Hummingbirds present an intriguing topic of conversation for many North American birdwatchers. Although scientists have identified more than 300 hummingbird species, most of these tiny birds reside in the tropics. North America hosts 112 species, with 26 types seen north of the Mexican border. The southwestern United States harbors many migrants and residents, with southeastern Arizona an ideal viewing spot for multiple species.
Anna's hummingbirds populate much of the Pacific Coast, taking up residence in eucalyptus groves, parks, coastal scrub habitats and hospitable backyards. Males of the species boast luminous green feathers and rich pinkish-rose throats, making them quite visible as they whirl through the air during courtship behaviors. In fact, a male often soars 130 feet high before executing a spectacular dive to the ground, complete with unusual noises emanating from his tail feathers.
Costa's hummingbirds spend the cooler breeding months in the Arizona and California deserts, migrating to more habitable woodland and scrub environments during the blistering desert summer months. The Costa male's greenish back contrasts with his brilliant purple head and throat, making him quite visible against the desert and scrub vegetation. The hummingbirds' habitats have become threatened by development and flood control project land preparation. In addition, cattle farmers have replaced desert scrub vegetation with South African buffelgrass, which feeds fires that destroy Costa's hummingbirds' nesting spots and nectar sources.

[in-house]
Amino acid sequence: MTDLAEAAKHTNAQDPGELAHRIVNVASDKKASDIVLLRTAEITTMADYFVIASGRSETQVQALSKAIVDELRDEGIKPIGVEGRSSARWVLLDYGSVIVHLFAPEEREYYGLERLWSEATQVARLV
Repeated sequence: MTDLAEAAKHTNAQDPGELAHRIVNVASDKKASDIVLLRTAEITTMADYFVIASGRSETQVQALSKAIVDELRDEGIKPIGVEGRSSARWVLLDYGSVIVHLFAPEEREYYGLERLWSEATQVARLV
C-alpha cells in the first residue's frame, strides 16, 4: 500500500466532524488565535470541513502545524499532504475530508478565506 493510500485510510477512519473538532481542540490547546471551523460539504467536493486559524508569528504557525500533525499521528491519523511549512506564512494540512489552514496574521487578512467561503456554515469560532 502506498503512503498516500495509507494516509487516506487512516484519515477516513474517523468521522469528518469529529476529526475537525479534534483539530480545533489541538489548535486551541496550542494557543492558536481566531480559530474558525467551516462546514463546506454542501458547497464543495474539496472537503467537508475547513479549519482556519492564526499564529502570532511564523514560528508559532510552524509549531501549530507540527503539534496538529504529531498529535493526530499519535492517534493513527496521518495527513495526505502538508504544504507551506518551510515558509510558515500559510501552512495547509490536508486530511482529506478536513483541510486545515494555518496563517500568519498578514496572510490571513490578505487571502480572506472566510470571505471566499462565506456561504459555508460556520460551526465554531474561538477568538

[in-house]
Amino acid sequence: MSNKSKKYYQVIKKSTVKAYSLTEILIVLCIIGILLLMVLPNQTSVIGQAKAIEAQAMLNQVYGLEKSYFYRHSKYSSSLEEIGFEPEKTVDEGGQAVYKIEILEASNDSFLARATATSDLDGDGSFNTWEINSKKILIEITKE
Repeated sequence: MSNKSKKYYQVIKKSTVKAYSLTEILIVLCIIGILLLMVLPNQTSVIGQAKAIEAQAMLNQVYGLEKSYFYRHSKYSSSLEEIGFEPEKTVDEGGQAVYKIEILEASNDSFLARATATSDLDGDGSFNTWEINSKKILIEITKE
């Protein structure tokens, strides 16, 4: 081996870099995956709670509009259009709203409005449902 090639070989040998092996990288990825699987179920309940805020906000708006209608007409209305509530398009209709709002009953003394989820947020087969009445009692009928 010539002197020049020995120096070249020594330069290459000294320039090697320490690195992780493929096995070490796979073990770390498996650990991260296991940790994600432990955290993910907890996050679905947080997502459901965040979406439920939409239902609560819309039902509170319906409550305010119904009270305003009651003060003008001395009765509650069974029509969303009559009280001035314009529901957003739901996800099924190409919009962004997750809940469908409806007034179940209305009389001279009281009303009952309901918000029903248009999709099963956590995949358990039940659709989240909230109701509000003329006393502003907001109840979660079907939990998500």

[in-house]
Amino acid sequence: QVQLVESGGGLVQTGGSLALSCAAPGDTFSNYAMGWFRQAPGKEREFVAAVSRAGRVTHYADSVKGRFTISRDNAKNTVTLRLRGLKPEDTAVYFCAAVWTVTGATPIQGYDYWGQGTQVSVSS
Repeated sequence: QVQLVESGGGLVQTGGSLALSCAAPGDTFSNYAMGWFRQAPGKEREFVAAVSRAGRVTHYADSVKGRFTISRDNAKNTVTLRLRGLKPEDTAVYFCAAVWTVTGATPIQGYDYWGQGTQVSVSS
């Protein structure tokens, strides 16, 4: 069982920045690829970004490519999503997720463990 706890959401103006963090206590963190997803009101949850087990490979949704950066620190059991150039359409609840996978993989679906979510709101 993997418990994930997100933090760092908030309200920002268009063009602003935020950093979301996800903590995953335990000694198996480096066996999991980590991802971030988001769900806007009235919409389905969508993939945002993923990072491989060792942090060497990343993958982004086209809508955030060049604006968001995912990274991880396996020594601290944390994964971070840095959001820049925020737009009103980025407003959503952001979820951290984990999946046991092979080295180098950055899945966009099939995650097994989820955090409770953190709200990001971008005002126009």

Ruby-throated hummingbirds provide a welcome reminder of spring throughout the eastern United States. After the tiny travelers traverse the Gulf of Mexico from their Central American winter homes, the ruby-throats settle in meadows, parks, gardens and suburban backyards. Male ruby-throats' greenish backs and rich red throats make them easy for females to spot, leading to mating and nesting behaviors, and ultimately resulting in ruby-throated offspring. In early fall, the hummingbirds' instincts spur them to head south again.
Rufous hummingbirds follow seasonal weather patterns throughout the U.S. and Mexico. During the summer, the rufous species settles throughout the northwestern U.S., breeding and nesting in spacious parks and woodlands. While rufous hummingbirds occasionally winter in the Southeast and southern California, they generally spend the winter months in Mexico. Rufous males' orange back coloring may be flecked with green, contrasting with many plants and trees. The rufous males' wings only produce the distinctive buzzing sound when they actually fly, not when they hover.
- Audubon California Kern River Preserve: Hummingbird Facts
- The Cornell Lab of Ornithology: All About Birds: Anna's Hummingbird
- The Cornell Lab of Ornithology: All About Birds: Costa's Hummingbird
- Audubon: Costa's Hummingbird
- The Cornell Lab of Ornithology: All About Birds: Ruby-throated Hummingbird
- National Geographic: Rufous Hummingbird
Based in North Carolina, Felicia Greene has written professionally since 1986. Greene edited sailing-related newsletters and designed marketing programs for the New Bern, N.C. "Sun Journal" and New Bern Habitat ReStore. She earned a Bachelor of Science in business administration from the University of Baltimore.